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Privacera Documentation


Privacera Access Management preserves audit records for all data accesses and important access policy-related changes. Administrators can use the built-in audit store,  audit browser, and search capabilities to:

  • Track recent access control enforcement decisions.

  • View recent changes to policies, resources, security principals and entitlements.

  • Monitor policy and user synchronization operations across systems under management.

Open access to the underlying Apache Solr audit data store is available, so that audit records can be extracted and forwarded to systems that more closely fit a customer’s requirements for long-term audit management.

The Audits page includes information under the following categories:

  • Access: Each access (or denial) to a managed data repository.

  • Admin: Portal administrative activity including revisions to policies.

  • Login Sessions: Logins to your PrivaceraCloud account web portal.

  • Plugin: Logged status for each synchronization exchange with a data access plug-in component.

  • Plugin Status: Logged updates with each data access plug-in component.

  • UserSync: Logged user updates from LDAP/AD service.

  • PolicySync: Logged queries to data resources integrated using policy sync method.

Categories are using the top navigation tab selected. A date filter is on the upper right. By default it opens to the last 7 days but can be set to other intervals and custom date ranges.

Required permissions to view audit logs on Privacera Platform

To view the audit page, you must be assigned either the ROLE_ADMIN or ROLE_AUDITOR role.

Anyone who can access the audit page can view all access audit log records for all data objects under management.

The Audits Page reports access to objects in all security zones to any user who has access to the audit page.

Some PolicySync connectors, when collecting audit records, are unable to annotate the audit record with the security zone(s) of tables referenced in each query. Audit records from those connectors do not specify security zone information. It may therefore be impractical to rely on filtering audit records based on security zone.

See the documentation for each connector for details on any audit limitations.

About PolicySync access audit records and policy ID on Privacera Platform

For data sources where Ranger plugins make policy decisions, those plugins can log the specific policy that was enforced, and the Policy ID column is populated with a link to the relevant policy.

You can configure your AWS account to allow Privacera to access your RDS PostgreSQL instance audit logs through Amazon cloudWatch logs. To enable this functionality, you must make the following changes in your account:

  • Update the AWS RDS parameter group for the database

  • Create an AWS SQS queue

  • Specify an AWS Lambda function

  • Create an IAM role for an EC2 instance

Update the AWS RDS parameter group for the database

To expose access audit logs, you must update configuration for the data source.


  1. Log in to your AWS account.

  2. To create a role for audits, run the following SQL query with a user with administrative credentials for your data source:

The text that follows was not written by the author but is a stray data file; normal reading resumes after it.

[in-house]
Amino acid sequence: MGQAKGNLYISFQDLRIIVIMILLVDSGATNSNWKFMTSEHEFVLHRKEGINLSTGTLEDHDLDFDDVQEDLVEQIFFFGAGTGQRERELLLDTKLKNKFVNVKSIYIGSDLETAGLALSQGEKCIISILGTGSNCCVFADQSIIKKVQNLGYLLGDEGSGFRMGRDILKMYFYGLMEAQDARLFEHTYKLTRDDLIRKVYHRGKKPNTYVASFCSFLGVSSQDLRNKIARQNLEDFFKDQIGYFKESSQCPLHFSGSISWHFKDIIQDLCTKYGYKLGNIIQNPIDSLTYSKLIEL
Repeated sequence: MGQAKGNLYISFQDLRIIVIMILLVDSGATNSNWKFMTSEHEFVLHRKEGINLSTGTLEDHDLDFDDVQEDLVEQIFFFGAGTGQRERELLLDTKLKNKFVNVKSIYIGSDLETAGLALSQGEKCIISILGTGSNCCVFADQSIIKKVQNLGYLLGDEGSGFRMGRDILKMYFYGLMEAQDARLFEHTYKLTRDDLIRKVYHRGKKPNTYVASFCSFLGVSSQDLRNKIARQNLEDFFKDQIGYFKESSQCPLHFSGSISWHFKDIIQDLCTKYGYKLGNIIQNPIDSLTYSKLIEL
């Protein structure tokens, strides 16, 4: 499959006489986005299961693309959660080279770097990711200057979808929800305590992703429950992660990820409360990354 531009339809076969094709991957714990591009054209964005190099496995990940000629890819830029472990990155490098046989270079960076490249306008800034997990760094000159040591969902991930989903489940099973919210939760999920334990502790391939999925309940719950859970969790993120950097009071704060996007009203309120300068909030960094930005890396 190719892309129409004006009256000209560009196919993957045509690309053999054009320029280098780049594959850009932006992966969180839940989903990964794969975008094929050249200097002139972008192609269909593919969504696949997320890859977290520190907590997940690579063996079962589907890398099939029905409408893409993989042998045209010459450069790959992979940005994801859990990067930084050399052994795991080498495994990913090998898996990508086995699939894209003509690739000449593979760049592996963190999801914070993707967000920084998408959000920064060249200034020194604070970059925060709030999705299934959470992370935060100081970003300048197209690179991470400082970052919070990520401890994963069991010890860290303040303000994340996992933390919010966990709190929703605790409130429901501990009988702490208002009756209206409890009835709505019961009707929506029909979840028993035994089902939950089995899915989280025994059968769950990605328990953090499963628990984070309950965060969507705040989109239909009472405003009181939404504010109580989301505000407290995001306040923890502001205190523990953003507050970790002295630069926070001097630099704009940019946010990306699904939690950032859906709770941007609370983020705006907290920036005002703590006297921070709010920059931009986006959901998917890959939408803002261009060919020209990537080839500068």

CREATE ROLE rds_pgaudit;
  3. Create a new parameter group for your database and specify the following values:

    • Parameter group family: Select a database from either the aurora-postgresql or postgres families.

    • Type: Select DB Parameter Group.

    • Group name: Specify a group name for the parameter group.

    • Description: Specify a description for the parameter group.

  4. Edit the parameter group that you created in the previous step and set the following values:

    • pgaudit.log: Specify all, overwriting any existing value.

    • shared_preload_libraries: Specify pg_stat_statements,pgaudit.

    • pgaudit.role: Specify rds_pgaudit.

    • pgaudit.log_rotation = 1 : Specify 1 (true)

  5. Associate the parameter group that you created with your database. Modify the configuration for the database instance and make the following changes:

    • DB parameter group: Specify the parameter group you created in this procedure.

    • PostgreSQL log: Ensure this option is set to enable logging to Amazon cloudWatch logs.

  6. When prompted, choose the option to immediately apply the changes you made in the previous step.

  7. Restart the database instance.


To verify that your database instance logs are available, complete the following steps:

  1. From the Amazon RDS console, View the logs for your database instance from the RDS console.

  2. From the CloudWatch console, complete the following steps:

    1. Find the /aws/rds/cluster/* log group that corresponds to your database instance.

    2. Click the log group name to confirm that a log stream exists for the database instance, and then click on a log stream name to confirm that log messages are present.

Create an AWS SQS queue

To create an SQS queue used by an AWS Lambda function that you will create later, complete the following steps.

  1. From the AWS console, create a new Amazon SQS queue with the default settings. Use the following format when specifying a value for the Name field:



    • RDS_CLUSTER_NAME: Specifies the name of your RDS cluster.

  2. After the queue is created save the URL of the queue for use later.

Specify an AWS Lambda function

To create an AWS Lambda function to interact with the SQS queue, complete the following steps. In addition to creating the function, you must create a new IAM policy and associate a new IAM role with the function. You need to know your AWS account ID and AWS region to complete this procedure.

  1. From the IAM console, create a new IAM policy and input the following JSON: